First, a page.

She was a young society woman. He was an enigmatic stranger. They’d just met at a speakeasy and as dusk set in were parked lakeside in his roadster to get better acquainted.
“You mind if we stay here a while,” he asked, “or must you go home?”
She pulled back, eyes wide, insulted.
“There are no musts in my life,” she said, “I’m free, white, and 21.”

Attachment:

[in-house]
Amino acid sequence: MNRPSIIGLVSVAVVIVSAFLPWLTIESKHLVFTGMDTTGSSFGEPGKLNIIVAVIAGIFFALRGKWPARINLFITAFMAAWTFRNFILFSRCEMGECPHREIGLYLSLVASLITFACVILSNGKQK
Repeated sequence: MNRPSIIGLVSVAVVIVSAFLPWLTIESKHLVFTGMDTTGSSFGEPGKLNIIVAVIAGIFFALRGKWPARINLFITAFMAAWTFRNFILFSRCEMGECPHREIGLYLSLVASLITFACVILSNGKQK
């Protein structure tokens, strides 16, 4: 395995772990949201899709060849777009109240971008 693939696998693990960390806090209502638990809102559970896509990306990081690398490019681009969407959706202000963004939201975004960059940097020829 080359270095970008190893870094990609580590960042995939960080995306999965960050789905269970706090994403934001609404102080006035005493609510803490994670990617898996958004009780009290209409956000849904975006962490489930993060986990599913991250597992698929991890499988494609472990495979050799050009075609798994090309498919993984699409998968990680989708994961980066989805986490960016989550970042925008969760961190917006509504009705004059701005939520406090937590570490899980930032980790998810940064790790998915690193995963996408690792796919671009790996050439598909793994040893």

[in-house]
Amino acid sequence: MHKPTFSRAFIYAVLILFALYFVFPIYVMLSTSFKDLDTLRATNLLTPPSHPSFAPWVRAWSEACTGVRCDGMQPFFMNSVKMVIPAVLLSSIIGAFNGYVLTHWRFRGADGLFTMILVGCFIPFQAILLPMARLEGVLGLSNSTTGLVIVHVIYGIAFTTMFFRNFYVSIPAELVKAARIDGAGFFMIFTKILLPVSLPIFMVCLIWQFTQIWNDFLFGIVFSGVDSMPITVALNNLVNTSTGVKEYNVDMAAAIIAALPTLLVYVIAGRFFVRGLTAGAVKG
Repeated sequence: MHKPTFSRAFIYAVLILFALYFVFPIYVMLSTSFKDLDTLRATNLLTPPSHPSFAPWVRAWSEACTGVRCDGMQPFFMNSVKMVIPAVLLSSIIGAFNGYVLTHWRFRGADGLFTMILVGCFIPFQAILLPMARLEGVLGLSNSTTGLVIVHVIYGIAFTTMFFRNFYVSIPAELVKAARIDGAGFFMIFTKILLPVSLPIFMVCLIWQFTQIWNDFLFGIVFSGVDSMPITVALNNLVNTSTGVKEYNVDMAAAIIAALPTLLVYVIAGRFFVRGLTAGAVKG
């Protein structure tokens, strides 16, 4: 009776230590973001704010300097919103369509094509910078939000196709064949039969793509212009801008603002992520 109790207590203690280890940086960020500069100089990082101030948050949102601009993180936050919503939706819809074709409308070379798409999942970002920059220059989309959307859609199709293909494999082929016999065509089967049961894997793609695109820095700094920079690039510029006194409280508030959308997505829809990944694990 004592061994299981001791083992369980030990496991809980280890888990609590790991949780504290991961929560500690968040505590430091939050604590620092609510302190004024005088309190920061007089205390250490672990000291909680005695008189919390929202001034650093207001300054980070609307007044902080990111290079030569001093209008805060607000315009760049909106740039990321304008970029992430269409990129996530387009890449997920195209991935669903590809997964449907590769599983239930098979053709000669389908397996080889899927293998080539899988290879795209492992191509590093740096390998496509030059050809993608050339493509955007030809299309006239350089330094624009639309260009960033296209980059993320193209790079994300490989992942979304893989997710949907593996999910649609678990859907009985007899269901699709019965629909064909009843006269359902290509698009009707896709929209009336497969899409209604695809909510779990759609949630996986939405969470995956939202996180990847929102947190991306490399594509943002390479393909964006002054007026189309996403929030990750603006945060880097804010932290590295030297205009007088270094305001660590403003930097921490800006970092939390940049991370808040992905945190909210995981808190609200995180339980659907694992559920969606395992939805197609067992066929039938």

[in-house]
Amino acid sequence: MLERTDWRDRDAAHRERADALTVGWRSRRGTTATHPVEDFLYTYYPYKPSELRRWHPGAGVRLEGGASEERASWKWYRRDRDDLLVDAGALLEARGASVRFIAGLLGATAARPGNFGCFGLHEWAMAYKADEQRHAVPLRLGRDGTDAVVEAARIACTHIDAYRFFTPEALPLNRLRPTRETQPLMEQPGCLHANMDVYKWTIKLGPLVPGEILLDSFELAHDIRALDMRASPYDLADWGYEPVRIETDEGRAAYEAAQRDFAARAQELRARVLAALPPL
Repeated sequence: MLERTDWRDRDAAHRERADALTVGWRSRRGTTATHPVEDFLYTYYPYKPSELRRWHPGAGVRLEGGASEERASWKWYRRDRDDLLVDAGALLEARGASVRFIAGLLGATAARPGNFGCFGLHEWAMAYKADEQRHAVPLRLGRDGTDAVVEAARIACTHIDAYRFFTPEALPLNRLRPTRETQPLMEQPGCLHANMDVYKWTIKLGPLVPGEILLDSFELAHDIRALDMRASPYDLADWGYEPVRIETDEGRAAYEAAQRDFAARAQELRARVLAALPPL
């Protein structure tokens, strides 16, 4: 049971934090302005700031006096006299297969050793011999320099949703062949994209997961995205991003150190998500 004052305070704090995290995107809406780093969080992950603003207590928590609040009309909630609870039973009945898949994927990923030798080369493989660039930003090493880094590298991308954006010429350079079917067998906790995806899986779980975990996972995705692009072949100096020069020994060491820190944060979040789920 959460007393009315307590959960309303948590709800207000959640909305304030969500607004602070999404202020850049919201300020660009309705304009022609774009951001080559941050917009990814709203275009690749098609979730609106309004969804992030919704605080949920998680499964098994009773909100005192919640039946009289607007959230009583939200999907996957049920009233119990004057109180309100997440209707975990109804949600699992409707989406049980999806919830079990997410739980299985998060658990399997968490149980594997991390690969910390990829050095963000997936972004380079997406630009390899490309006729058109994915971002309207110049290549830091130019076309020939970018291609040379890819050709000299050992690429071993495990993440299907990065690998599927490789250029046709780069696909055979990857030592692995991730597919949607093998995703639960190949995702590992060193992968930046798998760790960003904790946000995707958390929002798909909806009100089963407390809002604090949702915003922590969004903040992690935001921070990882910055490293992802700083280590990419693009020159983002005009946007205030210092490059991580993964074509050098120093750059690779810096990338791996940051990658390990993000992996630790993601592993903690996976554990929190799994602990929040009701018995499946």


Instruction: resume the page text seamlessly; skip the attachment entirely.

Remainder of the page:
Today, “free, white, and 21” is seldom heard. But in the ’30s and ’40s the phrase was everywhere, and Hollywood embraced it. It was a catchphrase of the decade, a way for white America to check its own privilege and feel exhilarated rather than finding fault.